A tadt around this political boondoggle is to have candidates to propose solar technology plants being located in prior coal mining states. To devolve the resistance to solar. This may be managed by federal incentives tied into job training and relocations programs already present..
 
 
-16 # brycenuc 2017-01-19 23:56
If added employment is the goal we can pay people to dig holes and fill them up again.
Energy is the currency of economy and civilization and the cheaper energy is the more multiplication of our own bodily energy is what we get, and the greater increase in our economy and civilization we get. When we increase the costs of energy, like taxing fossil fuels, we impair our economy and we impose a regressive cost burden which hits the poorest among us the worst. Fossil fuels still provide 80% of our energy
 
 
+9 # Texas Aggie 2017-01-20 09:10
You fail to note that renewable energy is now as cheap or cheaper than fossil fuel. You also neglect to mention that government subsidies to fossil fuels far outstrips subsidies to renewable energy. By removing subsidies to both camps, renewable would be in even better shape economically than fossil fuels.

And when was the last time a solar panel or a windmill caused an earthquake or a sinkhole? And a solar spill is usually referred to as a nice day, not an ecological disaster.
 
 
-9 # MidwestTom 2017-01-20 07:37
Read this the above carefully, the solar employment is in construction of solar systems; once operational very few people are needed. In other forms of energy the jobs of coal miners and power plant workers are permanent. I am sure that if comparing permanent jobs solar will employ the least.
 
 
+8 # Texas Aggie 2017-01-20 08:49
But you are neglecting the people making solar panels. How many people are making mining equipment?

Also, you are neglecting that eventually the panels and other equipment associated with wind mills are going to need replacement. As the market gets saturated, the earlier panels and wind mills will becoming obsolete.

You need to look into the future, not just at what is happening right now.
 
 
+7 # Texas Aggie 2017-01-20 08:53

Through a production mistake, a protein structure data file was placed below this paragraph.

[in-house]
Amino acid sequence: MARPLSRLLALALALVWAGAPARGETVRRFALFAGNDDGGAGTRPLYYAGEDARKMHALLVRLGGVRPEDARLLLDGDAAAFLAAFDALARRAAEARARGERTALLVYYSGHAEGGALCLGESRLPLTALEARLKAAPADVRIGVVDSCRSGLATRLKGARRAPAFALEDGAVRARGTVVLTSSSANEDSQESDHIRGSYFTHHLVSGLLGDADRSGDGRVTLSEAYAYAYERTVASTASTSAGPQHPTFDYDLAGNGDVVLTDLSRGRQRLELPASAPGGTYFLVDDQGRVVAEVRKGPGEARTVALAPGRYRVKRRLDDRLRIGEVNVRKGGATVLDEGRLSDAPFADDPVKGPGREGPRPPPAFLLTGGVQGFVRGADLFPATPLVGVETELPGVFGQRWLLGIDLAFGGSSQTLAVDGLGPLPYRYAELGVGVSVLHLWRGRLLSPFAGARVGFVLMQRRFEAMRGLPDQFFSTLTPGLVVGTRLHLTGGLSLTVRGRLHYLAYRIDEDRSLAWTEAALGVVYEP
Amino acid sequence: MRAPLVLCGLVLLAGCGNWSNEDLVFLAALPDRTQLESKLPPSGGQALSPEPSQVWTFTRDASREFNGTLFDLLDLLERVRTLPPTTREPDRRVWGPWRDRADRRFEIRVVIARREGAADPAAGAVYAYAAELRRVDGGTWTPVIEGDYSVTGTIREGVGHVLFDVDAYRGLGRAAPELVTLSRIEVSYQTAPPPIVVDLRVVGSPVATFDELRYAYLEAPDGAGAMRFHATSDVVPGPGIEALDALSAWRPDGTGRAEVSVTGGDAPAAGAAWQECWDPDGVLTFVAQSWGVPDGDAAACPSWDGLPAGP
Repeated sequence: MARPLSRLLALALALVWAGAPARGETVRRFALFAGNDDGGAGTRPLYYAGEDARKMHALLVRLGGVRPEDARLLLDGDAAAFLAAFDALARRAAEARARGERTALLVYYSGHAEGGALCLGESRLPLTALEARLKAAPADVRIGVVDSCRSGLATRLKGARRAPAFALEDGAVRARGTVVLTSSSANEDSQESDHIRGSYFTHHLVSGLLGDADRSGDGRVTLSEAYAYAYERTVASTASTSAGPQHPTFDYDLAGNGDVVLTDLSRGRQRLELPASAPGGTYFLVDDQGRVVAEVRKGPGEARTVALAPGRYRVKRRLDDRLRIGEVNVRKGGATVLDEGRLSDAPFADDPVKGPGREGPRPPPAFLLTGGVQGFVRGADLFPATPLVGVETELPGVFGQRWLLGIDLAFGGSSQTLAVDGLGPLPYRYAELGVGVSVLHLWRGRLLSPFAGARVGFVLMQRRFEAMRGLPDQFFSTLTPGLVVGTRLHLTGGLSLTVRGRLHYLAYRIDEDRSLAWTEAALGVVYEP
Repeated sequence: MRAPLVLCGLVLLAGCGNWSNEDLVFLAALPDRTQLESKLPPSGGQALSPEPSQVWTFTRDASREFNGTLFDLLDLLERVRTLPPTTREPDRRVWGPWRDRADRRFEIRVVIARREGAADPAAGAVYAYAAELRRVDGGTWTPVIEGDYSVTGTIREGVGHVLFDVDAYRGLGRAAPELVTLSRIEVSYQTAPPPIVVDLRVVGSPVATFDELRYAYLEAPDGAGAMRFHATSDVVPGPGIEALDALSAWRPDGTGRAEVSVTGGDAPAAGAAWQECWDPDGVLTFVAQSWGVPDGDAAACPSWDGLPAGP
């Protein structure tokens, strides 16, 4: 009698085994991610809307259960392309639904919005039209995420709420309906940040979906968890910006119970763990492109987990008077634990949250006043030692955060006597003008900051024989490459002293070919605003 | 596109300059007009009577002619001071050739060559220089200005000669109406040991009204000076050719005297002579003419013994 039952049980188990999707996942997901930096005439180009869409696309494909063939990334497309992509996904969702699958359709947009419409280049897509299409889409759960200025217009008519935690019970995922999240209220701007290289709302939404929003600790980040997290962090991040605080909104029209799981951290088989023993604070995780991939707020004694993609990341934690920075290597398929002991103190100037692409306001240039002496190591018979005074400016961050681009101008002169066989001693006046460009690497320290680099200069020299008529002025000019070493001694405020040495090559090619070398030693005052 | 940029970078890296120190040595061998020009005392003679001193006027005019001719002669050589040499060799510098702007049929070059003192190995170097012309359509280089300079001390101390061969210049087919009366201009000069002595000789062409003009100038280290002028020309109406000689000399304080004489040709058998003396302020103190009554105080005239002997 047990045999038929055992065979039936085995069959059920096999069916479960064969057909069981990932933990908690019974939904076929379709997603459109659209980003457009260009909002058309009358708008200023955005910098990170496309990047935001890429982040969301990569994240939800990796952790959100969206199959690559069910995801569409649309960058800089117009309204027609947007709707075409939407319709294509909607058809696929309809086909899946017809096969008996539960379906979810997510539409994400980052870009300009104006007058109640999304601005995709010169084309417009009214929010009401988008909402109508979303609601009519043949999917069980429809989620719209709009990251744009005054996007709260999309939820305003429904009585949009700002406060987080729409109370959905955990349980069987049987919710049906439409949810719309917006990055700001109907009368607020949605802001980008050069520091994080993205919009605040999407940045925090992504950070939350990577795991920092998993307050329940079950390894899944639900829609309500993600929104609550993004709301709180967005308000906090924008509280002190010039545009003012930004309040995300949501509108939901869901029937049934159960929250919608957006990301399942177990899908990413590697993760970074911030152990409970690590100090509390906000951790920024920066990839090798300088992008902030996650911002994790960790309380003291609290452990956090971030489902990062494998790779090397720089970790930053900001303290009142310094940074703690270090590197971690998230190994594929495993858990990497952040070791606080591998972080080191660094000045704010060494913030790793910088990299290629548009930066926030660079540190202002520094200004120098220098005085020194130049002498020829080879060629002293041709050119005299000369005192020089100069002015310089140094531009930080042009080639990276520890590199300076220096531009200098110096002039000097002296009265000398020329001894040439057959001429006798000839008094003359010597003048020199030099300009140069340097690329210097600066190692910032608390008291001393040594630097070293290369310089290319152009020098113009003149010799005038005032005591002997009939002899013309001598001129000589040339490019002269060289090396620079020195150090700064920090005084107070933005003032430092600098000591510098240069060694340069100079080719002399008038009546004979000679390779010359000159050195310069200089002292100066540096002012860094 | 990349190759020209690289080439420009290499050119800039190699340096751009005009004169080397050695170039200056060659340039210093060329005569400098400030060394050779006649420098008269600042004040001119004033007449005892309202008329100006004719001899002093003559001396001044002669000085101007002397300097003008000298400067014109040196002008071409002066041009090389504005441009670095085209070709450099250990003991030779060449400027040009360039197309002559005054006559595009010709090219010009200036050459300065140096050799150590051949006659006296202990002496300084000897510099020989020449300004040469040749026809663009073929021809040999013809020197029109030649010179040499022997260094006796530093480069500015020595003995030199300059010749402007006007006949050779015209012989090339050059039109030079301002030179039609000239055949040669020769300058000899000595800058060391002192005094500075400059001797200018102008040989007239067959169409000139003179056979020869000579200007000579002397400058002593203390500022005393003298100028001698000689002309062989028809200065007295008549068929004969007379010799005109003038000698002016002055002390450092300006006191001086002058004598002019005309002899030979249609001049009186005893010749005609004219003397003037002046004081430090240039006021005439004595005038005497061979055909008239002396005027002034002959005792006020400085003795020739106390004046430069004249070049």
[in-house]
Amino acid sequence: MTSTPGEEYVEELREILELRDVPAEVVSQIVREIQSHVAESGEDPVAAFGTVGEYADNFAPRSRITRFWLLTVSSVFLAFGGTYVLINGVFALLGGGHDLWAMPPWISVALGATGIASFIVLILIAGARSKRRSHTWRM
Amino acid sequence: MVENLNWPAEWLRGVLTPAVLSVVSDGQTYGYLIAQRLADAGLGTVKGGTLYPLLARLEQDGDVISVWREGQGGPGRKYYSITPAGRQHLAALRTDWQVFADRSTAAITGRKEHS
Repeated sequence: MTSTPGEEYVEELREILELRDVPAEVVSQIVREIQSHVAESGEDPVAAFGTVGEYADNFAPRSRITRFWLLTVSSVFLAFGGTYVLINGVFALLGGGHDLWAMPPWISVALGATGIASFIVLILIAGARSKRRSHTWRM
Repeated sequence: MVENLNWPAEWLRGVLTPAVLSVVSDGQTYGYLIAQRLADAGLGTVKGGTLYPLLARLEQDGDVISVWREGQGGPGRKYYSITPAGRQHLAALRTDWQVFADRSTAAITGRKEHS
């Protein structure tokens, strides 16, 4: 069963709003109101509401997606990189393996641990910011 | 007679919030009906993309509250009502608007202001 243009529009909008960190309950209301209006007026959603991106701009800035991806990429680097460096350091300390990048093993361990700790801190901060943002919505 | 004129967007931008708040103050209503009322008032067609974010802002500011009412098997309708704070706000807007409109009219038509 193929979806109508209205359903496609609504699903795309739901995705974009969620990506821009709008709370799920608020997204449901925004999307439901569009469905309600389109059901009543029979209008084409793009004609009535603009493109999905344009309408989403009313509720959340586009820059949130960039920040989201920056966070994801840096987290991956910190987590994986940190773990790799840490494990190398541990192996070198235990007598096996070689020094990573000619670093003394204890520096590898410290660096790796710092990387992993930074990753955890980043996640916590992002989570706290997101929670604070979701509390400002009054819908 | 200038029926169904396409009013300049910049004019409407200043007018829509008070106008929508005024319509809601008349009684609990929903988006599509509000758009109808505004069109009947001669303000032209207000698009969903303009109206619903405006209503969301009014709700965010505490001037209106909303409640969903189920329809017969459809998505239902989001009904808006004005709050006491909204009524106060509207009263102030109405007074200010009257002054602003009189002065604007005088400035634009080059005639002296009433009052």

This article makes the mistake of assuming that politicians care about whether people have jobs. It should be obvious that their main concern is the financial well-being of the plutocrats that are making a killing off of fossil fuels. These people stand to lose a bundle if renewable energy becomes ubiquitous, so the politicians are doing everything possible to prevent that. People working at making and installing solar panels and windmills are of no importance whatsoever.
 
 
+1 # Karlus58 2017-01-20 11:04
Permanent you say? Tell that to those now without the job.
 
 
+2 # they said what? 2017-01-20 09:47
The report (but not this article) also mentions energy efficiency:
"The 2017 USEER also shows that 2.2 million Americans are employed, in whole or in part, in the design, installation, and manufacture of Energy Efficiency products and services, adding
133,000 jobs in 2016. (Energy Efficiency employment is defined as the production or installation of energy efficiency products certified by the Environmental Protection Agency’s ENERGY STAR® program or installed pursuant to the ENERGY STAR® program guidelines or supporting services thereof). Almost 1.4 million Energy Efficiency jobs are in the construction industry. In addition, construction firms involved in the Energy Efficiency sector have experienced an increase in the percentage of their workers who spend at least 50% of their time on Energy Efficiency-rela ted work, rising from 64.8 percent in 2015 to 74.0 percent in 2016. Finally, an improved USEER survey methodology identified almost 290,000 manufacturing jobs, producing Energy Star® certified products and energy efficient building materials in the United States."